What’s Lost When You Can’t Go into the Office?
In the past 40 years I’ve worked at a very big California law firm (currently 500-plus lawyers), a large Twin Cities law firm (200-plus lawyers), two mid-sized to smaller law firms (25-50 lawyers), and my own law firm, which employed 10 people.
During the pandemic, I’ve worked alone, from my home, by Zoom and by phone. My daughter, 32, is an attorney at a global firm in Chicago with more than 1,000 lawyers, the kind known in the profession as “Big Law.” She worked from her home in Chicago during April, May, and June, with a fancy white leather desk chair. (I bought the same chair for my home office in Minneapolis.)
But my daughter started going back to her firm’s skyscraper office in July. She liked being able to spread out all of her work in a bigger space. She felt she could work more efficiently there than at home, even though the late nights and weekend requirements were the same, no matter where the briefs were drafted.
When I reflect on my career, the highlights always include several jury trials, which of course occurred in courtrooms. Also
top of mind are some out-of-town depositions, especially the post-deposition dinners in places like New York or San Francisco. I also recall, for a three-year period in my career, legal work in Billings, Montana (lots of steak).
Yet the most vivid memories are those of the lawyers who practiced with me: their humor, their dedication, and often their obstinacy. What stays with me is the spontaneity of our interactions: lawyers near tears from exhaustion; lawyers happily and deliriously screaming after a win; lawyers catatonic after learning that a senior partner and three associates were leaving the firm to open a competing one.
It’s the same with offices in every profession. Despite early pandemic testimonials about how much work people could get done in less time because they didn’t have to tolerate (or look at) co-workers, there is definitely something missing without office life. I worked for one partner who ripped the phone cord out of the wall when the receptionist didn’t answer it quickly enough. Yet that same partner could dissect a legal opinion or a client’s problem with such alacrity and insight that I was stunned. I wanted to be like that partner, without the temper.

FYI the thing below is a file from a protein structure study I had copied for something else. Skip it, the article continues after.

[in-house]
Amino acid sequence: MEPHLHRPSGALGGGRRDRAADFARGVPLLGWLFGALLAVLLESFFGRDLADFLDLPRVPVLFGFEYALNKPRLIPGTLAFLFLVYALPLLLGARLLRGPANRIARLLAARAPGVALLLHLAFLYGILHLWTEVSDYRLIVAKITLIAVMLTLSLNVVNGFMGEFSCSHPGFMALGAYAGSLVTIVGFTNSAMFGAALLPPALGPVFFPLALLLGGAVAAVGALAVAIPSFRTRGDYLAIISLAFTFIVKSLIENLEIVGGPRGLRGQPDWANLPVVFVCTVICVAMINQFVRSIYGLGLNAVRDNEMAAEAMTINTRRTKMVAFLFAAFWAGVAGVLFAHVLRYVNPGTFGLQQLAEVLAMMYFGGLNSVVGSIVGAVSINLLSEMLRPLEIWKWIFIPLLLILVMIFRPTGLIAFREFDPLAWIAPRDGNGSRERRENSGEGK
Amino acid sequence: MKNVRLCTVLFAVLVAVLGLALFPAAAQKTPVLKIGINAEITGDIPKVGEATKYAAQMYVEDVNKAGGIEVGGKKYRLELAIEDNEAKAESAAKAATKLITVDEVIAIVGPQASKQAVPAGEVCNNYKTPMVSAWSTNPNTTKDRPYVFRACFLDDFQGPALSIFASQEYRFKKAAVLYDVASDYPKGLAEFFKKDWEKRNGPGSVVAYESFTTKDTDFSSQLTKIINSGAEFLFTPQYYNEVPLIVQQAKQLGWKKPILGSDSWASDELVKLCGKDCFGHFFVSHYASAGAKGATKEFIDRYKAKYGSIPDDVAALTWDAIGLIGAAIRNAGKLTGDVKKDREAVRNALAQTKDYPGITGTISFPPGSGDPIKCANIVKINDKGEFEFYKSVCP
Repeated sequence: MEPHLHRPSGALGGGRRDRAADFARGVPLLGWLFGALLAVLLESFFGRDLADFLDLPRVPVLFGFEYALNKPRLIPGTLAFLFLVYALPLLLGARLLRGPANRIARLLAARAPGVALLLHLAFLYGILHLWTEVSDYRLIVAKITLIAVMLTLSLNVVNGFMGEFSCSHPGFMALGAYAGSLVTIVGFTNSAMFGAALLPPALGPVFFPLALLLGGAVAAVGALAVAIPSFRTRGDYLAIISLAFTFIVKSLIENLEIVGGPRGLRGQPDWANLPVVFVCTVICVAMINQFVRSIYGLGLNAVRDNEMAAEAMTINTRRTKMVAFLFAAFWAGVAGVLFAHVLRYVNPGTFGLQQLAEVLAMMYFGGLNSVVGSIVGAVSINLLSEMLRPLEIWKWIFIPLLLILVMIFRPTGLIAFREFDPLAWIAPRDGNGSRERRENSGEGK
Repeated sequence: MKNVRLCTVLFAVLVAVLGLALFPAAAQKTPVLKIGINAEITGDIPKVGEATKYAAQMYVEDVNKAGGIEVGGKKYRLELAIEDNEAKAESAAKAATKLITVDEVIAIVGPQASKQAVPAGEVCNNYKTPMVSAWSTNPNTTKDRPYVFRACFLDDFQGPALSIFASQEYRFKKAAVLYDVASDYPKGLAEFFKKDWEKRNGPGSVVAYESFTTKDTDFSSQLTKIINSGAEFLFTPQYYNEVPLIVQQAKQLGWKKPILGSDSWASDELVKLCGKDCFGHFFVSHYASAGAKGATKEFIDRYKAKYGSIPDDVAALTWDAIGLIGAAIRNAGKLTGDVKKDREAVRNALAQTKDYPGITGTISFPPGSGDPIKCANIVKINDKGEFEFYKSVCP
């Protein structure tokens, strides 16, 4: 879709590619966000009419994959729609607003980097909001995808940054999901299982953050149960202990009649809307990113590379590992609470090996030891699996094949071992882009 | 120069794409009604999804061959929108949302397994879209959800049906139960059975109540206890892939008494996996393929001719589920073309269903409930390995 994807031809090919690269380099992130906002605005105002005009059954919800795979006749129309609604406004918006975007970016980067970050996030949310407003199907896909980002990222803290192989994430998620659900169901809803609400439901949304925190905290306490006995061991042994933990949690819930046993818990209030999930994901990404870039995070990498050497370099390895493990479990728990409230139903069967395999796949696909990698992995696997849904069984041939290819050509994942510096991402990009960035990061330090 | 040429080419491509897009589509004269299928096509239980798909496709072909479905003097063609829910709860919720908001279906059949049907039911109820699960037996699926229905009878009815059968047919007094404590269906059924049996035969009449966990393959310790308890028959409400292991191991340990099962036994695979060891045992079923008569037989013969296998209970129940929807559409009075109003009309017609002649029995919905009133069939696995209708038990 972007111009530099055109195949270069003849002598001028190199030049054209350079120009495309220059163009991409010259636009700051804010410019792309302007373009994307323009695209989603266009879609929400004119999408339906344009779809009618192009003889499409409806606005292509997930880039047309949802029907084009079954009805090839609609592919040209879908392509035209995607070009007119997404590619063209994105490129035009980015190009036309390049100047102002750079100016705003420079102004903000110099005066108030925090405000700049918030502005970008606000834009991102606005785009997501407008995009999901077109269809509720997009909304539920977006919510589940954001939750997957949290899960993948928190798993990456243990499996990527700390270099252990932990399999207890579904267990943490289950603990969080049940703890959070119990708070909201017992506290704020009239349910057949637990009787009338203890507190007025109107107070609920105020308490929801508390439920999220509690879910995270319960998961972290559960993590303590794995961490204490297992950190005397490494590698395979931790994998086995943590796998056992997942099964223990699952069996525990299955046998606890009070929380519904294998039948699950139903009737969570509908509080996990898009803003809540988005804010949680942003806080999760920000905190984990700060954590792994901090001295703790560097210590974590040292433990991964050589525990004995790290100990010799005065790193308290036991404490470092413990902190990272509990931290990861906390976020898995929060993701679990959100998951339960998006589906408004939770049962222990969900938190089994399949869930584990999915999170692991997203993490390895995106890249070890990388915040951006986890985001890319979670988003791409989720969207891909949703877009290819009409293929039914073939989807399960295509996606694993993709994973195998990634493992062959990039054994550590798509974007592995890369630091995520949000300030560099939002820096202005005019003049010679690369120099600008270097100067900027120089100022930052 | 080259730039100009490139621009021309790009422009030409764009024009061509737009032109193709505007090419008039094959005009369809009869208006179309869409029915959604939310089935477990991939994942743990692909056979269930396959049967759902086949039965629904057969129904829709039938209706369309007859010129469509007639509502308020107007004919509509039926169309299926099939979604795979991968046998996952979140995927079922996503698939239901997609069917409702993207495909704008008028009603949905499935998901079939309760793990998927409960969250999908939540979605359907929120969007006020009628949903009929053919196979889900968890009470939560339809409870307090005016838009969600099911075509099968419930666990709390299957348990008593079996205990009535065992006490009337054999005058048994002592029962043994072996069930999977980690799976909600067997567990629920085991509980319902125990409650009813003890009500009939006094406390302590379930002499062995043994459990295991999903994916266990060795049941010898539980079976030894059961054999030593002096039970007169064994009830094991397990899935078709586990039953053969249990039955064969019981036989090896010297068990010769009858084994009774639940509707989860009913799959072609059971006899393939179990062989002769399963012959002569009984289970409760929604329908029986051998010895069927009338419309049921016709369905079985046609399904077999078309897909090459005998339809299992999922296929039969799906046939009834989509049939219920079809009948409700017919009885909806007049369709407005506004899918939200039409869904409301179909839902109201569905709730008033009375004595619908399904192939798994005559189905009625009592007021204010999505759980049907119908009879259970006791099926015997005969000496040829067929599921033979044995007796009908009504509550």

I learned from the “hermit” lawyers too. Those were the ones with the closed doors, where you gently knocked—but always knocked—before entering. These scholars insisted on using a full library of hard-copy “reporters” (bound volumes of published case law) long after electronic legal research became available. Bloviating about trial victories was, to them, distasteful, given their certainty that the real power in the firm lay deep within their own brains—and the law itself—rather than in the mouthy and facile litigators.
Then there were the get-togethers. You didn’t really need an occasion to have an office party, just a party in someone’s office. People certainly drank, but mostly they talked. The topics rarely centered on legal matters—how boring. Rather, gossip prevailed, and no one was safe unless you were at the party.
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These unplanned events encouraged destratification because secretaries, file clerks, paralegals, and messengers were often 10 times funnier than the lawyers, and their presence infinitely more appreciated. To say these interactions were good for morale is an understatement; to say they were infinitely more enjoyable (and, actually, safer) than the annual holiday party is also true.
Managers’ earnest efforts at camaraderie mouthed at the end of an office Zoom call—“Tell us something about your new hobby of bread baking while your 8-year-old kneads the dough!”—seem, and indeed are, a phony substitute for the social fabric of office life.
While practicing law—or building tech platforms, or inputting data, or answering sales calls—could feel like sheer drudgery, in the office there was always the possibility that someone could lift your spirits, make you mad, annoy you, or inspire you. That’s just because another person was working nearby. I miss that.
My daughter called me recently to recount a frustrating deposition—only her second one—that she’d defended and survived. By the end of the call, she sounded better, even pleased. I rarely hear such detail about her work experiences. It’s always, “I’m working! I’ll maybe call you this weekend.” But this time she talked. By recounting her experience with a much older and truly dastardly opposing counsel, she relived the deposition in a nuanced and helpful way. She gained perspective by talking to another lawyer, even if it was her mother.
What I remember about communal office life, especially during bad times, was the feeling of familiarity and comfort. You felt comforted every morning because you knew these people’s proclivities, their habits, and their hot buttons. Sometimes it was quite fun to press their hot buttons. Whether we ever return to office life—and I fully admit I’m awash in nostalgia—my happy memories of those conference rooms and corridors remain sacrosanct. Maybe that’s why I liked Mad Men so much.